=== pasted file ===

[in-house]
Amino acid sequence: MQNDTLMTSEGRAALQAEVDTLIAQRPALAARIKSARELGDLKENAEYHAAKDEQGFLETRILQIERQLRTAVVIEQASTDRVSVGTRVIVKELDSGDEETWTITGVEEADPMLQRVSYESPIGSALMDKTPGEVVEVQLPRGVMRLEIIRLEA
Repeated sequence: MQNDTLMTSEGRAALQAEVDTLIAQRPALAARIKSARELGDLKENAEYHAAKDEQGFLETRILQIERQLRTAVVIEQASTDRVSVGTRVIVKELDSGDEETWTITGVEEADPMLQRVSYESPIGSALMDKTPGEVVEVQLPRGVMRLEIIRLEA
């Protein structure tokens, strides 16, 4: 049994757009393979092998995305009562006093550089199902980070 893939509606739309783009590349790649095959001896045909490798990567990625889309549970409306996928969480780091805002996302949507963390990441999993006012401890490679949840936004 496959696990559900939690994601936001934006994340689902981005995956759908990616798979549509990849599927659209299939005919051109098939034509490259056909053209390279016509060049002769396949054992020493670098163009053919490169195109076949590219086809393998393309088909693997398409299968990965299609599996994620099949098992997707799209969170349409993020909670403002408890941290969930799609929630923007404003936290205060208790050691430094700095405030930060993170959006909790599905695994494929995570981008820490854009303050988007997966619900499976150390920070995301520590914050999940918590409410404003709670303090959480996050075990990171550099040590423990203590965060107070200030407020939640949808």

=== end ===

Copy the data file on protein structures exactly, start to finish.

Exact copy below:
[in-house]
Amino acid sequence: MQNDTLMTSEGRAALQAEVDTLIAQRPALAARIKSARELGDLKENAEYHAAKDEQGFLETRILQIERQLRTAVVIEQASTDRVSVGTRVIVKELDSGDEETWTITGVEEADPMLQRVSYESPIGSALMDKTPGEVVEVQLPRGVMRLEIIRLEA
Repeated sequence: MQNDTLMTSEGRAALQAEVDTLIAQRPALAARIKSARELGDLKENAEYHAAKDEQGFLETRILQIERQLRTAVVIEQASTDRVSVGTRVIVKELDSGDEETWTITGVEEADPMLQRVSYESPIGSALMDKTPGEVVEVQLPRGVMRLEIIRLEA
């Protein structure tokens, strides 16, 4: 049994757009393979092998995305009562006093550089199902980070 893939509606739309783009590349790649095959001896045909490798990567990625889309549970409306996928969480780091805002996302949507963390990441999993006012401890490679949840936004 496959696990559900939690994601936001934006994340689902981005995956759908990616798979549509990849599927659209299939005919051109098939034509490259056909053209390279016509060049002769396949054992020493670098163009053919490169195109076949590219086809393998393309088909693997398409299968990965299609599996994620099949098992997707799209969170349409993020909670403002408890941290969930799609929630923007404003936290205060208790050691430094700095405030930060993170959006909790599905695994494929995570981008820490854009303050988007997966619900499976150390920070995301520590914050999940918590409410404003709670303090959480996050075990990171550099040590423990203590965060107070200030407020939640949808």